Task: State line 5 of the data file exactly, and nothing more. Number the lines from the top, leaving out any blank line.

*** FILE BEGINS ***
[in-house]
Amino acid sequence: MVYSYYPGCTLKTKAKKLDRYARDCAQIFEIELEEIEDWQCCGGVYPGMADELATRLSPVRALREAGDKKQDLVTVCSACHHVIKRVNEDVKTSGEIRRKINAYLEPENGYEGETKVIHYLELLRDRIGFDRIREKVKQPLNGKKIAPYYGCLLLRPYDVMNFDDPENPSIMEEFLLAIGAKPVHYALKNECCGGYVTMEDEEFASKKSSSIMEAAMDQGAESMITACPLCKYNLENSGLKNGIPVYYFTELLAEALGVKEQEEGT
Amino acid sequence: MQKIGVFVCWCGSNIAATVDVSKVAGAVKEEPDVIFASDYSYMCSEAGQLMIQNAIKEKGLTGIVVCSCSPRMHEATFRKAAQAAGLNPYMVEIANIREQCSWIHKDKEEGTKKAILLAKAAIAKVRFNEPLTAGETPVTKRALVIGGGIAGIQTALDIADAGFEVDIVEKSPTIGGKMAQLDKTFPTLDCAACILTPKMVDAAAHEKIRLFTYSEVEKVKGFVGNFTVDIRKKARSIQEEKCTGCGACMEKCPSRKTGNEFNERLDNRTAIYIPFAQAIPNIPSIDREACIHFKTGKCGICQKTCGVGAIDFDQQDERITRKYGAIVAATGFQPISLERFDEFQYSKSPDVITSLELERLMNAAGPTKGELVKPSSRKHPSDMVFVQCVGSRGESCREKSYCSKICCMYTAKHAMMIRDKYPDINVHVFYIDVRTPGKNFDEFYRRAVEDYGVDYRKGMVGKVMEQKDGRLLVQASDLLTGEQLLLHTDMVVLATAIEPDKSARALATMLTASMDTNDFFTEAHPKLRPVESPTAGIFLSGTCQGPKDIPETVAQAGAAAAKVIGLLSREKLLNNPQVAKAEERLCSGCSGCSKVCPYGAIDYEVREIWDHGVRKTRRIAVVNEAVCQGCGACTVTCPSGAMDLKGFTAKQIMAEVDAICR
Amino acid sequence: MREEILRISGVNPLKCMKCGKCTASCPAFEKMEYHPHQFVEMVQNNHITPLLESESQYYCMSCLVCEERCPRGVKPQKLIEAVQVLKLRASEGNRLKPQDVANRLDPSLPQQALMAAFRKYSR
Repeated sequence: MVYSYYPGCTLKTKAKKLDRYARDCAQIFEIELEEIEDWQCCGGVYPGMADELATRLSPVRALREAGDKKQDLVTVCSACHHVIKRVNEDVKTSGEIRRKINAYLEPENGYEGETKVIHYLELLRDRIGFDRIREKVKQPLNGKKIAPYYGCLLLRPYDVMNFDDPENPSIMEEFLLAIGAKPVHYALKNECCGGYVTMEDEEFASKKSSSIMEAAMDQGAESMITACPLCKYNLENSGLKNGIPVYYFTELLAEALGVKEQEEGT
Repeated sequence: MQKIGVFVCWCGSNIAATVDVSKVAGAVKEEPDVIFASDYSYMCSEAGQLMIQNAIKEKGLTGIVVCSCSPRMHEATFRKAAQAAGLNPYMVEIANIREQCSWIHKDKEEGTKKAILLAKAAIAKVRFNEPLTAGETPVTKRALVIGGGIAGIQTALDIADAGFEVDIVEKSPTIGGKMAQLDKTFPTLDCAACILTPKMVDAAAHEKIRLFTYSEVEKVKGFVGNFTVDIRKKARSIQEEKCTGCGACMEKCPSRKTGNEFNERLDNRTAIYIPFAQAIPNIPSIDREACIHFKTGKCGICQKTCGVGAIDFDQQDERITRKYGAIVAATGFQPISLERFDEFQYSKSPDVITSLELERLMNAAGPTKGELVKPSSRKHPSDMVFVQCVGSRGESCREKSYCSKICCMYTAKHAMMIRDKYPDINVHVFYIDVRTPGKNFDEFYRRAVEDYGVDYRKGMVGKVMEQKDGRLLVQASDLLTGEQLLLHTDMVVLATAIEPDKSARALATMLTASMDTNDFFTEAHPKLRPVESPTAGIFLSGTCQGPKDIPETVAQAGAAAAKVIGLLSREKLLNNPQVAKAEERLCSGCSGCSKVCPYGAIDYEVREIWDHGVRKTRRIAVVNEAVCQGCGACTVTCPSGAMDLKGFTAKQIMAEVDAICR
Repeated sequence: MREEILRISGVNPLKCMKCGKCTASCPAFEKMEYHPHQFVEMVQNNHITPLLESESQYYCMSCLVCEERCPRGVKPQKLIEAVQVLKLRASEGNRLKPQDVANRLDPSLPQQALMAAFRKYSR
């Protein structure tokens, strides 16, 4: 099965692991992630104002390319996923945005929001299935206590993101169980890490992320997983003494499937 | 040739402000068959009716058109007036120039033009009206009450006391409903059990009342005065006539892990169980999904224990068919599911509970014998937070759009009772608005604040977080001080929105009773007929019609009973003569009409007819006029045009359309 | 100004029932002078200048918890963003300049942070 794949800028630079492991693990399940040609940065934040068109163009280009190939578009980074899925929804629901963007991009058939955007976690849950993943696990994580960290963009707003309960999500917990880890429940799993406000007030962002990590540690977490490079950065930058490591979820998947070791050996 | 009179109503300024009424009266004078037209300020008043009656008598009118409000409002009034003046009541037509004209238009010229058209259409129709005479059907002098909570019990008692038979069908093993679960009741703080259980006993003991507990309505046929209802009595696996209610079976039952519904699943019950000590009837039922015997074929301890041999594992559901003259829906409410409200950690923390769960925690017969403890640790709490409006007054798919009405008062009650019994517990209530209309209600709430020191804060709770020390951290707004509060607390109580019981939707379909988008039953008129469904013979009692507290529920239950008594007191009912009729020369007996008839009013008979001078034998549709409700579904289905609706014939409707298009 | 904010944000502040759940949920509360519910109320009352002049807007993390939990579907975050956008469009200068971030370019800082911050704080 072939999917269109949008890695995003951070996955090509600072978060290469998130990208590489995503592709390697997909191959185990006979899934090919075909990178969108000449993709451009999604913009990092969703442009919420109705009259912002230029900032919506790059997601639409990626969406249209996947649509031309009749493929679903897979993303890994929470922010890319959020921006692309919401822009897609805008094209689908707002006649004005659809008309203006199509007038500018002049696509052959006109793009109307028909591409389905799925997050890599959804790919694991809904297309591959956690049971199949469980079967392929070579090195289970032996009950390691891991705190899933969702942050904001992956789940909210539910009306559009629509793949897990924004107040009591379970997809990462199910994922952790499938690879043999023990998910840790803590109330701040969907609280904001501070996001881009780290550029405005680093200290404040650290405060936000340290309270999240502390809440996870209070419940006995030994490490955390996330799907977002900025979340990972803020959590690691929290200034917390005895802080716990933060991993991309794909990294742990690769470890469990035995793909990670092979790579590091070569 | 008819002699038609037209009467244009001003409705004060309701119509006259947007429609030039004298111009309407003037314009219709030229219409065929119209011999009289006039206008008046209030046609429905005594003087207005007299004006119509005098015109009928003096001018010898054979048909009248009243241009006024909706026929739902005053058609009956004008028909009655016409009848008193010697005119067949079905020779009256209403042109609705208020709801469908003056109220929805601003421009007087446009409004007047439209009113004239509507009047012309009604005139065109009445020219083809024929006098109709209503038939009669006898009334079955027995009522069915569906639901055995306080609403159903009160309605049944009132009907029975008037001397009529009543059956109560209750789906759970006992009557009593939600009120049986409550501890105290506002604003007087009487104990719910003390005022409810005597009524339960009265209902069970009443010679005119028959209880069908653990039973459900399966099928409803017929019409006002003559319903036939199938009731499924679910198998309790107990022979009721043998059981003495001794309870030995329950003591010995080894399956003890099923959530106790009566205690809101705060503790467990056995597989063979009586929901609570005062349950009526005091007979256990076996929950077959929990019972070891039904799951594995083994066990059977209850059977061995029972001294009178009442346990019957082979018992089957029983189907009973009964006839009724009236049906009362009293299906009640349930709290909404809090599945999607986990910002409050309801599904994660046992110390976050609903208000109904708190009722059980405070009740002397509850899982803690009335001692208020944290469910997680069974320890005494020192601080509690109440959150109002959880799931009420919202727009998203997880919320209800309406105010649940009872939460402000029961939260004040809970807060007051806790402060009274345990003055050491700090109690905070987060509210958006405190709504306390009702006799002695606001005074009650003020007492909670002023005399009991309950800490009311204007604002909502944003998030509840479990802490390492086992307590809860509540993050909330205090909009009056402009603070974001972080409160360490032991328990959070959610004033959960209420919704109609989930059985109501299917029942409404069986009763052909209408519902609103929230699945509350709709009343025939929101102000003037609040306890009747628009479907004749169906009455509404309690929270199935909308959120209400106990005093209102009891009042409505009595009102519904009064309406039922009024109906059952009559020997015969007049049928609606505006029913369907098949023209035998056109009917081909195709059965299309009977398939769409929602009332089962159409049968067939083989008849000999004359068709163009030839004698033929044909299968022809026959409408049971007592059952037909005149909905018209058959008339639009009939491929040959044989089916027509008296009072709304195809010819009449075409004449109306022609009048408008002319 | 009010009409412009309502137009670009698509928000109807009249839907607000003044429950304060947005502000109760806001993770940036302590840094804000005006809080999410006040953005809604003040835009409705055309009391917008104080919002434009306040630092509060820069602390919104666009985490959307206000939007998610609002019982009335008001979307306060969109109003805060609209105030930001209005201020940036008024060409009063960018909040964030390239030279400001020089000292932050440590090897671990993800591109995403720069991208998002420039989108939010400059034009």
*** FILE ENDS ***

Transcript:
Repeated sequence: MVYSYYPGCTLKTKAKKLDRYARDCAQIFEIELEEIEDWQCCGGVYPGMADELATRLSPVRALREAGDKKQDLVTVCSACHHVIKRVNEDVKTSGEIRRKINAYLEPENGYEGETKVIHYLELLRDRIGFDRIREKVKQPLNGKKIAPYYGCLLLRPYDVMNFDDPENPSIMEEFLLAIGAKPVHYALKNECCGGYVTMEDEEFASKKSSSIMEAAMDQGAESMITACPLCKYNLENSGLKNGIPVYYFTELLAEALGVKEQEEGT